scrollFrame.size.height = 480;

UIScrollView* myScrollView = [[UIScrollView alloc] initWithFrame:scrollFrame];
myScrollView.bounces = YES;
myScrollView.pagingEnabled = YES;
myScrollView.backgroundColor = [UIColor redColor];

UIImage* leftImage = [UIImage imageNamed:@"ScrollTestImageL.png"];
UIImageView* leftView = [[UIImageView alloc] initWithImage:leftImage];
leftView.backgroundColor = [UIColor whiteColor];
leftView.frame = CGRectMake(0,0,320,480);

UIImage* rightImage = [UIImage imageNamed:@"ScrollTestImageR.png"];
UIImageView* rightView = [[UIImageView alloc] initWithImage:rightImage];
rightView.backgroundColor = [UIColor blackColor];
rightView.frame = CGRectMake(kViewFrameWidth * 2,0,320,480);

UIImage* centerImage = [UIImage imageNamed:@"ScrollTestImageC.png"];
UIImageView* centerView = [[UIImageView alloc] initWithImage:centerImage];
centerView.backgroundColor = [UIColor grayColor];
centerView.frame = CGRectMake(kViewFrameWidth,0,320,480);

[myScrollView addSubview:leftView];
[myScrollView addSubview:rightView];
[myScrollView addSubview:centerView];

[myScrollView setContentSize:CGSizeMake(kViewFrameWidth * 3, 480)];
[myScrollView setContentOffset:CGPointMake(kViewFrameWidth, 0)];

[leftView release];
[rightView release];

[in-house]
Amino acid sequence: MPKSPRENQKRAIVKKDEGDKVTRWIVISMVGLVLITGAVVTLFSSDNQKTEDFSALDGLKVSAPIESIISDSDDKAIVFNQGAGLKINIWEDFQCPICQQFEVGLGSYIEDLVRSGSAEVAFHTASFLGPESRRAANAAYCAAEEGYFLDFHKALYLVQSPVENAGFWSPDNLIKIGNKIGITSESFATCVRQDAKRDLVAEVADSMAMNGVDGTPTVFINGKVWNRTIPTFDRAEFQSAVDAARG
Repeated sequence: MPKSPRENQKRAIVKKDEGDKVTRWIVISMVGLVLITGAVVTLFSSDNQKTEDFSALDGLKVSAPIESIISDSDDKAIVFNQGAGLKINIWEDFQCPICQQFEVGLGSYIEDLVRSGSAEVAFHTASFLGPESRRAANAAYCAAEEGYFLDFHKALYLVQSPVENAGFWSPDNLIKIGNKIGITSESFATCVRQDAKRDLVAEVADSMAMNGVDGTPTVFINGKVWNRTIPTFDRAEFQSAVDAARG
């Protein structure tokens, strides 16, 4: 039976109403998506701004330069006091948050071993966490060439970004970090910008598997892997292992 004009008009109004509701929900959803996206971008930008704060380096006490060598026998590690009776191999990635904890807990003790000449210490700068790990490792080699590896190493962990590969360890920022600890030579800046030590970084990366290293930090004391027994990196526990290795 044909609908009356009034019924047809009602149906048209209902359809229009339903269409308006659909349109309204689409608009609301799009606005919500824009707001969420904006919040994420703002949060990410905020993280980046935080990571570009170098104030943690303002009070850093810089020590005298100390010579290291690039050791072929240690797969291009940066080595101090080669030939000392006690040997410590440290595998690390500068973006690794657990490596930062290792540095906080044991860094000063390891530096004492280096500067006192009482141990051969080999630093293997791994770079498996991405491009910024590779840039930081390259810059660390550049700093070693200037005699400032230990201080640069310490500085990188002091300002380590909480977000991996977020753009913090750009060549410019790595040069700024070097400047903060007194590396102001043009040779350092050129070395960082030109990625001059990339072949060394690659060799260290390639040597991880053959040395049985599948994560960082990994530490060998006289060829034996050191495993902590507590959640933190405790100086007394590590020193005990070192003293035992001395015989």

[centerView release];

Apologies if this doesn't compile, I tested it in a landscape app and hand edited it back to portrait. I'm sure you get the idea though. It relies on the superview clipping which for a full screen view will always be the case.

share|improve this answer
Hm. Thanks a lot. The funny thing is that I've described the same very thing in a comment to another answer, saying that “I could make the scroll view wider to make the page wider, but then the scroll bars would be slightly offscreen, which is ugly”. However thanks to your post I thought about it a second time, and realized I don't need scroll bars in paging mode. Stupid stupid me. Thanks again, I'll credit you in the ScrollingMadness sample when I add this trick to it. – Andrey Tarantsov May 12 '09 at 15:11
Thanks I also deleted my slightly bogus first answer. Glad it worked. – Roger Nolan May 12 '09 at 17:09
Just a quick note about Andrey's comment: you can move the scroll indicators with UIScrollView's scrollIndicatorInsets property. – Jesse Rusak Jul 14 '10 at 15:06
Making the scrollview larger than the screen is genius. thanks – amleszk Aug 26 '13 at 0:01
It worked for me. That's awesome. – quang thang Nov 16 '15 at 9:33

So I don't have enough "rep" to post a comment on the answer above. That answer is correct, but there is a BIG issue to be aware of:

If you're using a UIScrollView in a viewController that's part of a UINavigationController, the navigation controller WILL resize the frame of your scrollView.

That is, you have an app that uses a UINavigationController to switch between different views. You push a viewController that has a scrollView and you create this scrollView in the viewController's -init method. You assign it a frame of (0, 0, 340, 480).

Now, go to your viewController's -viewDidAppear method, get the frame of the scrollView you created. You'll find that the width has been reduced to 320 pixels. As such, paging won't work correctly. You'll expect the scrollView to move 340 pixels but it will, instead, move 320.